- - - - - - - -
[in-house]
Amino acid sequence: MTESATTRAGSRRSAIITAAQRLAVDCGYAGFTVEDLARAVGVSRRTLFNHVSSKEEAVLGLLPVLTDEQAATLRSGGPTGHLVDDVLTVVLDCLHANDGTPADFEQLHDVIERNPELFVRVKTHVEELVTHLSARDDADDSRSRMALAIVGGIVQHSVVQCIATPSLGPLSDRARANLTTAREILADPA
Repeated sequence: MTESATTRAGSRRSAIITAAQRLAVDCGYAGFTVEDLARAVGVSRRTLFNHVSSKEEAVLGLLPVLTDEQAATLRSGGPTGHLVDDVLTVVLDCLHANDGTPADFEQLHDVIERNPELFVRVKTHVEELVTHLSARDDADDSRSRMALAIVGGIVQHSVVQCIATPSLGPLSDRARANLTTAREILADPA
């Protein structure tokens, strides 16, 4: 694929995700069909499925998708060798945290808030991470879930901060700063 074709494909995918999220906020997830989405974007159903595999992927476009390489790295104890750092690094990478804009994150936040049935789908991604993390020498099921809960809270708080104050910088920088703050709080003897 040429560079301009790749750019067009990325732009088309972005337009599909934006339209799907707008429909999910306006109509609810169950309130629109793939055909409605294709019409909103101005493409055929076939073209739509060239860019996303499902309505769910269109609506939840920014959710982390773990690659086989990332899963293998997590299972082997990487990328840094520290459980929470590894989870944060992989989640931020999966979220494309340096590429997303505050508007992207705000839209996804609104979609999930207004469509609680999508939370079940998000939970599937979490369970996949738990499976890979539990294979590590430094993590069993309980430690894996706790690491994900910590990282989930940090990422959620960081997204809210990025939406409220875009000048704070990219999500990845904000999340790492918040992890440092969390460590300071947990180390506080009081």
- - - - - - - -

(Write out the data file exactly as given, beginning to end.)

[in-house]
Amino acid sequence: MTESATTRAGSRRSAIITAAQRLAVDCGYAGFTVEDLARAVGVSRRTLFNHVSSKEEAVLGLLPVLTDEQAATLRSGGPTGHLVDDVLTVVLDCLHANDGTPADFEQLHDVIERNPELFVRVKTHVEELVTHLSARDDADDSRSRMALAIVGGIVQHSVVQCIATPSLGPLSDRARANLTTAREILADPA
Repeated sequence: MTESATTRAGSRRSAIITAAQRLAVDCGYAGFTVEDLARAVGVSRRTLFNHVSSKEEAVLGLLPVLTDEQAATLRSGGPTGHLVDDVLTVVLDCLHANDGTPADFEQLHDVIERNPELFVRVKTHVEELVTHLSARDDADDSRSRMALAIVGGIVQHSVVQCIATPSLGPLSDRARANLTTAREILADPA
């Protein structure tokens, strides 16, 4: 694929995700069909499925998708060798945290808030991470879930901060700063 074709494909995918999220906020997830989405974007159903595999992927476009390489790295104890750092690094990478804009994150936040049935789908991604993390020498099921809960809270708080104050910088920088703050709080003897 040429560079301009790749750019067009990325732009088309972005337009599909934006339209799907707008429909999910306006109509609810169950309130629109793939055909409605294709019409909103101005493409055929076939073209739509060239860019996303499902309505769910269109609506939840920014959710982390773990690659086989990332899963293998997590299972082997990487990328840094520290459980929470590894989870944060992989989640931020999966979220494309340096590429997303505050508007992207705000839209996804609104979609999930207004469509609680999508939370079940998000939970599937979490369970996949738990499976890979539990294979590590430094993590069993309980430690894996706790690491994900910590990282989930940090990422959620960081997204809210990025939406409220875009000048704070990219999500990845904000999340790492918040992890440092969390460590300071947990180390506080009081």